On the weekend of March 17th, fourteen Adventure Risk Challenge (ARC) students from the Central Valley and the Tahoe region had the opportunity to stay at Hutchinson Lodge at Clair Tappaan and snowboard at Northstar California Resort. For many of the high school students, this ARC trip at Northstar was their first experience snowboarding, and for a few, it was their first time seeing snow. Northstar provided snowboards, lessons and passes for the whole group, facilitating a meaningful day on the slopes. By the end of the day, the students were riding the chairlift up the mountain and confidently snowboarding down.
The students shared leadership responsibilities throughout the weekend, taking turns cooking meals and washing dishes. In addition to the snowboarding, the students participated in a journaling activity and a creative writing workshop, and they wrote a personal story and shared it with the group.
Jose Ponce, a junior at Truckee High School, served as a peer leader for the weekend. He is a graduate of the 2016 ARC Tahoe Summer Course. Jose demonstrated the leadership skills he gained from the summer: teaching about ARC traditions; facilitating a reflective journaling activity; and motivating his peers throughout the weekend to fulfill their own leadership roles.
As part of the Tahoe ARC Summer Course, the students each work on a transformational essay expressing their growth and self-discovery. In his transformational essay, Jose talked about the challenges he has faced as an English learner and his journey to overcome them. He stated, “I worked hard on my English skills so I could communicate with others. I worked on practicing presentations, speaking in front of the class… I spent many years improving my speech and I never gave up.”
Jose is motivated to improve his English and expand his comfort zone by speaking in front of groups and using his voice confidently. He continues to grow and give back to ARC through his drive, dedication and leadership.
Thanks to Northstar, fourteen more ARC students like Jose will be back in Tahoe later this month for another weekend of snowboarding, writing and leadership.
One thing that we have all learned to appreciate is Water! The reason for this is because during our first expedition we hiked for eight days straight. Sometimes water wouldn’t be available so when we did find water we would all be so excited. Hiking under the sun for long periods of time made us realize that water was essential for survival. Even though this was a difficult expedition due to the overwhelming heat and long hikes plus the water scarcity. We did it because, we believe in each other and feel like adventure lives in all of us.“Those who possess the spirit of adventure know the difference between doing a thing themselves and just watching other people do it” (Anonymous).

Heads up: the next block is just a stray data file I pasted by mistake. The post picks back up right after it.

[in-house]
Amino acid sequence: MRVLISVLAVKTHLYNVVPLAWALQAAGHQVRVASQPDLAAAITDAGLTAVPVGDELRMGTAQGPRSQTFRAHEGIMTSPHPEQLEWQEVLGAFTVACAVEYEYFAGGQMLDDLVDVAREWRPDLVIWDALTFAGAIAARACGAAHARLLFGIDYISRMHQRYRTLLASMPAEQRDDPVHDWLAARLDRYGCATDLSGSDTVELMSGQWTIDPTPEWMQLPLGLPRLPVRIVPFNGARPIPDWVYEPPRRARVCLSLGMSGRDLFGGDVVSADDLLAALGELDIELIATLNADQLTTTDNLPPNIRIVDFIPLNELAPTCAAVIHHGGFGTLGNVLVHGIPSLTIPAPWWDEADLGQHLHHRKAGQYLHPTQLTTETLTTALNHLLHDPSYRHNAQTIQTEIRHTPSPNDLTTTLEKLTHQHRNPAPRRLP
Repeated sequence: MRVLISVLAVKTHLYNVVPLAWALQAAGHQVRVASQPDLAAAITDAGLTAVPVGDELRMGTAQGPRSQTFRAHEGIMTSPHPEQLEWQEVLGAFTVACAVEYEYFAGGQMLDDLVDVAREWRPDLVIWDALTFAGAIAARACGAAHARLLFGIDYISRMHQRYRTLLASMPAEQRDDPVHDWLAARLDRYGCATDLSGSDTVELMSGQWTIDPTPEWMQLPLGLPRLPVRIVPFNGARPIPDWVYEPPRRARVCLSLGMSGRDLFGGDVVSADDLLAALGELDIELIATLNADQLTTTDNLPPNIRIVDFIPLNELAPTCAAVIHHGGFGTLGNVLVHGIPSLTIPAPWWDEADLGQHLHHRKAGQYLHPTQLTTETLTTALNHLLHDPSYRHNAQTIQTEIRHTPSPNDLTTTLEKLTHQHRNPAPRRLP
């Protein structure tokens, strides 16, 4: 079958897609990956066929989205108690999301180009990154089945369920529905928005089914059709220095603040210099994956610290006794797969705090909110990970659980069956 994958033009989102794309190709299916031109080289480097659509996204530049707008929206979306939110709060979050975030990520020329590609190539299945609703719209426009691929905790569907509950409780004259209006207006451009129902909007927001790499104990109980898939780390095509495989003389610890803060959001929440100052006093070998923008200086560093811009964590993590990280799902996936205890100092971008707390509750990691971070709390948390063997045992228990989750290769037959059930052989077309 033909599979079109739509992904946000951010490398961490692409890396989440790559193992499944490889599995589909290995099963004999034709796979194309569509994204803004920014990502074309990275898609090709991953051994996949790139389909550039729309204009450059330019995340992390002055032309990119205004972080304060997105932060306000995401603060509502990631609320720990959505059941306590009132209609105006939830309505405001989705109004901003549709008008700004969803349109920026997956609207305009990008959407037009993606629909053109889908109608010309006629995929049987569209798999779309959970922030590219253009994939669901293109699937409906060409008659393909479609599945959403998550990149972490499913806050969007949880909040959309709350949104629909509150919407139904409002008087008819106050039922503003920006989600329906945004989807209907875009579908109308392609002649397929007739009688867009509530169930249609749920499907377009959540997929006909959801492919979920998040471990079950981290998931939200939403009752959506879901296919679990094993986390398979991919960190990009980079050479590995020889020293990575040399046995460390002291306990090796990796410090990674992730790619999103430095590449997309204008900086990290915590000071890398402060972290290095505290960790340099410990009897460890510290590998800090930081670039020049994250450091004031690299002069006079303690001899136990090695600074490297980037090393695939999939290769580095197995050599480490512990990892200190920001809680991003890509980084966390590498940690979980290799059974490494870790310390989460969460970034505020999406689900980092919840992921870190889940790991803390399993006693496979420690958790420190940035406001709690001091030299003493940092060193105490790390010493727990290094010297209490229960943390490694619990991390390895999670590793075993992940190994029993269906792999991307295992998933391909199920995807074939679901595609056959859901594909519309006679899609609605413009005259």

“This is honestly the coolest place I’ve been to (along with my hometown in Mexico),” wrote Maria Hernandez, a sophomore at Dos Palos High School, as she sat sitting in front of a campfire in Yosemite. Maria along with her fellow ARC participants had visited Chilnualna Falls earlier in the day and had just finished preparing and eating a meal together. For Maria, it was not an average Friday night after a long school week.
“I like the trees, the little hills, the people, and overall the environment. I know it’s been just one day, but I can’t wait for what’s ahead.” What was ahead for Maria’s ARC weekend? On Saturday, she woke up at 7:30AM and hiked seven miles round-trip on the Mist Trail. She climbed 1,900 feet up stone steps, saw a rainbow extend across the powerful expanse of Vernal Falls, and she lay in the sun next to the pools of water above Nevada Falls (the top of the hike). It was a weekend of physical challenge and beautiful scenery with the waterfalls near their peak.
Maria wrote of the experience, “Right here, you are face to face with nature. To be able to step away and leave your daily life, even for a little while, is one of the most awesome feelings ever. Here you can not only hear the silence, but you can feel it, as if engulfed in a warm and fuzzy blanket in the middle of winter.” It was Maria’s first time in Yosemite and she is excited to return again soon!
We want to thank Chris Raines for coming to teach us how to use pastel charcoals to create amazing drawings. It was fun because we were able to use our own imagination to add more detail to the pictures. Creating this art also let us experience a sense of enjoyment with the outcome.
The Merced River is cleaner, thanks to the efforts of over twenty dedicated youth and college students last Saturday. More than seven hundred pounds of trash were collected in the Merced River Recreation Area, just outside of Yosemite. In addition to the standard tools of trash pick-up (bags, gloves, etc.), students used an inflatable raft to collect hard-to-reach waste and recyclables, including a large sofa. The participants also scrubbed spray-painted rock to return the river’s banks to their natural beauty. ARC partnered with UC-Merced’s Yosemite Leadership Program and Ethos Mariposa for the river clean-up. The event was organized by the Sierra Foothill Conservancy and the Upper Merced River Watershed Council. Let’s continue to preserve the Merced River!
“Come into the mountains, dear friend. Leave society and take no one with you but your true self. Get close to nature. Your everyday games will be insignificant. Notice the clouds spontaneously forming patterns and try to do that with your life”. Read More
Imagine Kayaking 5 miles to a small island in the middle of Emerald Bay. kayaking was a completely new experience for me because I hadn’t tried it before and because I needed to be synchronized with my partner. The scenery was amazing, Emerald Bay had deep blue colored water surrounded by tall green pine tress. Read More